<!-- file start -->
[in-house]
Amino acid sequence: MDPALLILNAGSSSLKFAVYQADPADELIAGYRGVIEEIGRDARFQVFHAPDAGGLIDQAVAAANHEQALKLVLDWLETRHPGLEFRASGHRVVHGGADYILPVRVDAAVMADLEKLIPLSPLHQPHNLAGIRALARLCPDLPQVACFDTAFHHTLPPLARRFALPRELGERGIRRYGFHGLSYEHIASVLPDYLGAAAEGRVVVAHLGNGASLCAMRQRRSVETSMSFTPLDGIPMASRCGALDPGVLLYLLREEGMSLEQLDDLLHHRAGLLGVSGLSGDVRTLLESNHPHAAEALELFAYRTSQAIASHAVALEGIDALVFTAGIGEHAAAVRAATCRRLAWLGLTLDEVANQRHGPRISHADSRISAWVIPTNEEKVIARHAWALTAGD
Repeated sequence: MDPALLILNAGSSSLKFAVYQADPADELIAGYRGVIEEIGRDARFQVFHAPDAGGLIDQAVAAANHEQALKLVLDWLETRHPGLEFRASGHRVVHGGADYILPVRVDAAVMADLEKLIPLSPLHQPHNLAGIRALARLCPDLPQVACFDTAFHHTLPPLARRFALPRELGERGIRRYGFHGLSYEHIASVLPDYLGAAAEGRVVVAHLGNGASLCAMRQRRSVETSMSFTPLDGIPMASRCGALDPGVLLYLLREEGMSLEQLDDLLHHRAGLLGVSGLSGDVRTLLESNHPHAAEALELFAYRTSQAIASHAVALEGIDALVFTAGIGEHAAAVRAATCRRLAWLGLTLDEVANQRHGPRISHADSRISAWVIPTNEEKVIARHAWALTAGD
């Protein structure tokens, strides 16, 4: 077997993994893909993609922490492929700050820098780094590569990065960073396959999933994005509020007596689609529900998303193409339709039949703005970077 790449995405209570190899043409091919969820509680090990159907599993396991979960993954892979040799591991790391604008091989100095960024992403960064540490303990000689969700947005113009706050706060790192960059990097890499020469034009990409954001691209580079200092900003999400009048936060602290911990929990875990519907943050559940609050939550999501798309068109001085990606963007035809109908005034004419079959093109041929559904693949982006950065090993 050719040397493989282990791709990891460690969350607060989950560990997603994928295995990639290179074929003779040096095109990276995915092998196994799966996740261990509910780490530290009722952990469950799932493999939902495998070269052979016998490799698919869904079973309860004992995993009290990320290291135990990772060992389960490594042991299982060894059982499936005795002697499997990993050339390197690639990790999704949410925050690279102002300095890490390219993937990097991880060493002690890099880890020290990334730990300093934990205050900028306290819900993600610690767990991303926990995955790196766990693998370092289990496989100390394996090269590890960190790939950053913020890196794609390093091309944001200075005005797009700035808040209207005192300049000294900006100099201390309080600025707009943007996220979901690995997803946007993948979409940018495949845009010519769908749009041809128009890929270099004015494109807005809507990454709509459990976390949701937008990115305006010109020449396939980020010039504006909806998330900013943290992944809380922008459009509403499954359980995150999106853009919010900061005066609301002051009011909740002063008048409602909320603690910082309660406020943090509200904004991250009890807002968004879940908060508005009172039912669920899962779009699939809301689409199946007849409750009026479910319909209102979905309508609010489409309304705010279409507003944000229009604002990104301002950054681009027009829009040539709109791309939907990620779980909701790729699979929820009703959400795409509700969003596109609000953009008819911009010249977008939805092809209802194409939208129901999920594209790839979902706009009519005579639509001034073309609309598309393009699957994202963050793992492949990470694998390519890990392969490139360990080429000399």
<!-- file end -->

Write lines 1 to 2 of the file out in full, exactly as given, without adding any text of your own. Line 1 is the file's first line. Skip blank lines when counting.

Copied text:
[in-house]
Amino acid sequence: MDPALLILNAGSSSLKFAVYQADPADELIAGYRGVIEEIGRDARFQVFHAPDAGGLIDQAVAAANHEQALKLVLDWLETRHPGLEFRASGHRVVHGGADYILPVRVDAAVMADLEKLIPLSPLHQPHNLAGIRALARLCPDLPQVACFDTAFHHTLPPLARRFALPRELGERGIRRYGFHGLSYEHIASVLPDYLGAAAEGRVVVAHLGNGASLCAMRQRRSVETSMSFTPLDGIPMASRCGALDPGVLLYLLREEGMSLEQLDDLLHHRAGLLGVSGLSGDVRTLLESNHPHAAEALELFAYRTSQAIASHAVALEGIDALVFTAGIGEHAAAVRAATCRRLAWLGLTLDEVANQRHGPRISHADSRISAWVIPTNEEKVIARHAWALTAGD